In the Summer of 2017 I packed up a very small bag and headed to New York for my initial student orientation at Long Island University. The orientation was very relaxed and helped to introduce me to my fellow travelers.
We then proceeded to fly across the globe to Delhi, India, where we were greeted by AFS staff and taken to a nearby resort. Our living quarters were quite luxurious and the orientation beyond thorough.
When the program in my host city began, I was without much support from staff or volunteers. This was not the case for most people, and most students had a wonderful AFS family in their host cities. Despite my independence, I managed to create my own network of friends- both foreign and Indian.
AFS India was a smaller entity than many of their other country's operations, so they were visibly limited as to involvement. Despite their size, however, they made sure that we as students were always safe and secure. There was never a moment that I felt lost in the system or in danger.
If I could do the program over again, I would be more vocal to the few volunteers that were with me in my host city regarding the challenges that I was facing, and if anyone is considering embarking on a similar journey, I encourage them to do the same.
India as a location is phenomenal. The people are incredibly diverse and unbelievably welcoming. However, unless you look like an Indian, you will always be noticed, practically wherever you go. It was a difficult adjustment for me, but I soon came to terms with the innocent curiosity that the people had for foreigners.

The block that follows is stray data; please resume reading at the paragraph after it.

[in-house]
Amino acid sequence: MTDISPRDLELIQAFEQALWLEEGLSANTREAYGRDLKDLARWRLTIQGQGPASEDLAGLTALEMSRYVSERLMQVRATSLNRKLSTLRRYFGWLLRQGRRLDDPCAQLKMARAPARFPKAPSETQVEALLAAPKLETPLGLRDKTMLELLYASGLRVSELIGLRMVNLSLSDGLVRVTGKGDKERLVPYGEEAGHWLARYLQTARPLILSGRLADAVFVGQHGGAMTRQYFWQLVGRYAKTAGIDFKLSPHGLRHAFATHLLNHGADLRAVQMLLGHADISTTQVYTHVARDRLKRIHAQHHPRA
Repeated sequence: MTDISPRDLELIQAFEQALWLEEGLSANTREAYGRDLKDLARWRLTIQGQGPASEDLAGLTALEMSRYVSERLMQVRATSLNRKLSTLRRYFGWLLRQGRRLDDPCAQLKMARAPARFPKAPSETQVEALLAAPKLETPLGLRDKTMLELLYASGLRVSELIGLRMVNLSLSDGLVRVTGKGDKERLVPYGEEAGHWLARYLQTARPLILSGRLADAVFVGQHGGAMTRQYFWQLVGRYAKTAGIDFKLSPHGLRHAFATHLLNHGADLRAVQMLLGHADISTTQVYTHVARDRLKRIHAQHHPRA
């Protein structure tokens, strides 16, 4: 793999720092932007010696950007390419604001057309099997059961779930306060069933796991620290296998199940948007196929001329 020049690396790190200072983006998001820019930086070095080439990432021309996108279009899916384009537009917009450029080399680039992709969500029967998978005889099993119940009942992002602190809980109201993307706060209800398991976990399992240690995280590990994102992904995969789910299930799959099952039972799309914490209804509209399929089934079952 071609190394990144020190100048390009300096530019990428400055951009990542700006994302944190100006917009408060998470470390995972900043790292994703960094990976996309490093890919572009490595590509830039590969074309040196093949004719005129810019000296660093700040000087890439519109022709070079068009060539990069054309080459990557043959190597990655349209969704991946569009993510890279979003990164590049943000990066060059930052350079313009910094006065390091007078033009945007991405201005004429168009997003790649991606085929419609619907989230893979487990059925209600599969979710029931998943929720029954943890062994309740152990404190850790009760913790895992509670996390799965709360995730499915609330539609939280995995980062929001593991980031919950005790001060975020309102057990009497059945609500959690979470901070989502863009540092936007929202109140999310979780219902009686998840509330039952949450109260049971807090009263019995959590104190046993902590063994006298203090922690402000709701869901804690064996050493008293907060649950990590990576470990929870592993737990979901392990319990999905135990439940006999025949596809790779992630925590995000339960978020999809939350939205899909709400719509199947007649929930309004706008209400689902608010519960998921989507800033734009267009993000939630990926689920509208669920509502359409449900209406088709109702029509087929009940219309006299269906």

The food is rumored to be spicy and hard to digest. At first, I agreed with this rumor whole-heartedly. However, after a mere week I came to enjoy it. Compared to American food, it has little diversity, which is also an adjustment. High carb consumption and low calorie intake are also difficult diet factors that I had to adjust to. The taste is great, but it can leave you feeling malnourished to an extent. Be prepared to bring protein powders, and know that Amazon India is a great resource for resupply.
All in all, I saw things that changed my perspective on humanity itself, all the while making relationships that I know will go on for a lifetime.
At the end of my program, we had what felt like two end-stay orientations, the first in Delhi where we spent time reflecting on the past year, and the second visiting the Taj Mahal. Both experiences went smoothly and I regard the memory as a whole as the most fascinating experience of my life thus far, and the beginning of a life-long desire to experience more colorful cultures.